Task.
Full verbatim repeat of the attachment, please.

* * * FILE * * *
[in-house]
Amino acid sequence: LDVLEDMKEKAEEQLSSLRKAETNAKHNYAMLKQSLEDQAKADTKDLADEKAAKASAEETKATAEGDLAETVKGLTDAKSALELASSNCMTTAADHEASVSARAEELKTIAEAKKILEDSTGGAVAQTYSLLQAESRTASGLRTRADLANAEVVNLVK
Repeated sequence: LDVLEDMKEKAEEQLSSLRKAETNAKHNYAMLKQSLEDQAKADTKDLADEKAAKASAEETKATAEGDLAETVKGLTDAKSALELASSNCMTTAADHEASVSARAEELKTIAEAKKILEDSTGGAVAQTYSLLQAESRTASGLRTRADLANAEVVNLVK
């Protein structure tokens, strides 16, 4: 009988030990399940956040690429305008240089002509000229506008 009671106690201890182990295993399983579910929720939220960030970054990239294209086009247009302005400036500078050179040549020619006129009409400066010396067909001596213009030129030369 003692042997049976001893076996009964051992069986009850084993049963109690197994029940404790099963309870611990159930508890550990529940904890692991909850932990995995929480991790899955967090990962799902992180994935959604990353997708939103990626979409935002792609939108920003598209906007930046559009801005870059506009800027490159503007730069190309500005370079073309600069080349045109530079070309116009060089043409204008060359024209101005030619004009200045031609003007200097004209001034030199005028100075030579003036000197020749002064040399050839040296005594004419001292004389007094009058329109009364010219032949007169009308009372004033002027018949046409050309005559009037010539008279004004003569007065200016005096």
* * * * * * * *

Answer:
[in-house]
Amino acid sequence: LDVLEDMKEKAEEQLSSLRKAETNAKHNYAMLKQSLEDQAKADTKDLADEKAAKASAEETKATAEGDLAETVKGLTDAKSALELASSNCMTTAADHEASVSARAEELKTIAEAKKILEDSTGGAVAQTYSLLQAESRTASGLRTRADLANAEVVNLVK
Repeated sequence: LDVLEDMKEKAEEQLSSLRKAETNAKHNYAMLKQSLEDQAKADTKDLADEKAAKASAEETKATAEGDLAETVKGLTDAKSALELASSNCMTTAADHEASVSARAEELKTIAEAKKILEDSTGGAVAQTYSLLQAESRTASGLRTRADLANAEVVNLVK
């Protein structure tokens, strides 16, 4: 009988030990399940956040690429305008240089002509000229506008 009671106690201890182990295993399983579910929720939220960030970054990239294209086009247009302005400036500078050179040549020619006129009409400066010396067909001596213009030129030369 003692042997049976001893076996009964051992069986009850084993049963109690197994029940404790099963309870611990159930508890550990529940904890692991909850932990995995929480991790899955967090990962799902992180994935959604990353997708939103990626979409935002792609939108920003598209906007930046559009801005870059506009800027490159503007730069190309500005370079073309600069080349045109530079070309116009060089043409204008060359024209101005030619004009200045031609003007200097004209001034030199005028100075030579003036000197020749002064040399050839040296005594004419001292004389007094009058329109009364010219032949007169009308009372004033002027018949046409050309005559009037010539008279004004003569007065200016005096």